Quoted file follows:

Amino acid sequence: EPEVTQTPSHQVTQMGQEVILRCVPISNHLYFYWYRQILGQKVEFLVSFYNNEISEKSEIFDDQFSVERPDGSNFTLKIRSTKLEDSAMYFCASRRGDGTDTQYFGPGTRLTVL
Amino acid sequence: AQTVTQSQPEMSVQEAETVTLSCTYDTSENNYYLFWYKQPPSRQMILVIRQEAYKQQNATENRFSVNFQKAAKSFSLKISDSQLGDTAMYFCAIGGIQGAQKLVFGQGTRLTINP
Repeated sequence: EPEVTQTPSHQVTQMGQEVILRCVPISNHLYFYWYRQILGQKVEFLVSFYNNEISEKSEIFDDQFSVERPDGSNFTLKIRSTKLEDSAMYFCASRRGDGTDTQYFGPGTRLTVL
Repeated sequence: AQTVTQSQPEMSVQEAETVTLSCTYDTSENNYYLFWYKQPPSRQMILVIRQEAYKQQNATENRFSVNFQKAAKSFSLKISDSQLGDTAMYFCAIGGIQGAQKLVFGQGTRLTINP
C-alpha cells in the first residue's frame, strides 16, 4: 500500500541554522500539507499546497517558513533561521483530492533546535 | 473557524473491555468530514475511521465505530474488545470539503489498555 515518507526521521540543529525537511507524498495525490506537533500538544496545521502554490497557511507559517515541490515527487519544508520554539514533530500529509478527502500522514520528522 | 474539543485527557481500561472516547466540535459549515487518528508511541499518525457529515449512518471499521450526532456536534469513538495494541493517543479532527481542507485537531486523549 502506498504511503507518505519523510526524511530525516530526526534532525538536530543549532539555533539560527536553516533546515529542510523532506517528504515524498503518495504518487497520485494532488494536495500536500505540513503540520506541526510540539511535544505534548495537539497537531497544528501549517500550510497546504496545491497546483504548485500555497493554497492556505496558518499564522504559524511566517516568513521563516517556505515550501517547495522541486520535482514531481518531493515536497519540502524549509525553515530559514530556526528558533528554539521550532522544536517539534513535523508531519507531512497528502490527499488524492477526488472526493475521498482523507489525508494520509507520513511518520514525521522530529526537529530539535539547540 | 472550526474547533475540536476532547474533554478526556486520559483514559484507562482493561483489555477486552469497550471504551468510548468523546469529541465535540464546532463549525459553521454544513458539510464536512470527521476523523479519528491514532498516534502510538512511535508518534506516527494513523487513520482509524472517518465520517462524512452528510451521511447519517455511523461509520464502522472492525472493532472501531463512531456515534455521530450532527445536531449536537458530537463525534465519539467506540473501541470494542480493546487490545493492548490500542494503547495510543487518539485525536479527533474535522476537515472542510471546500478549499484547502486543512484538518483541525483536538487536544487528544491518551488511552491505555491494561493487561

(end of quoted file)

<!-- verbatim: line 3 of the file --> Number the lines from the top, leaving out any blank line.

Repeated sequence: EPEVTQTPSHQVTQMGQEVILRCVPISNHLYFYWYRQILGQKVEFLVSFYNNEISEKSEIFDDQFSVERPDGSNFTLKIRSTKLEDSAMYFCASRRGDGTDTQYFGPGTRLTVL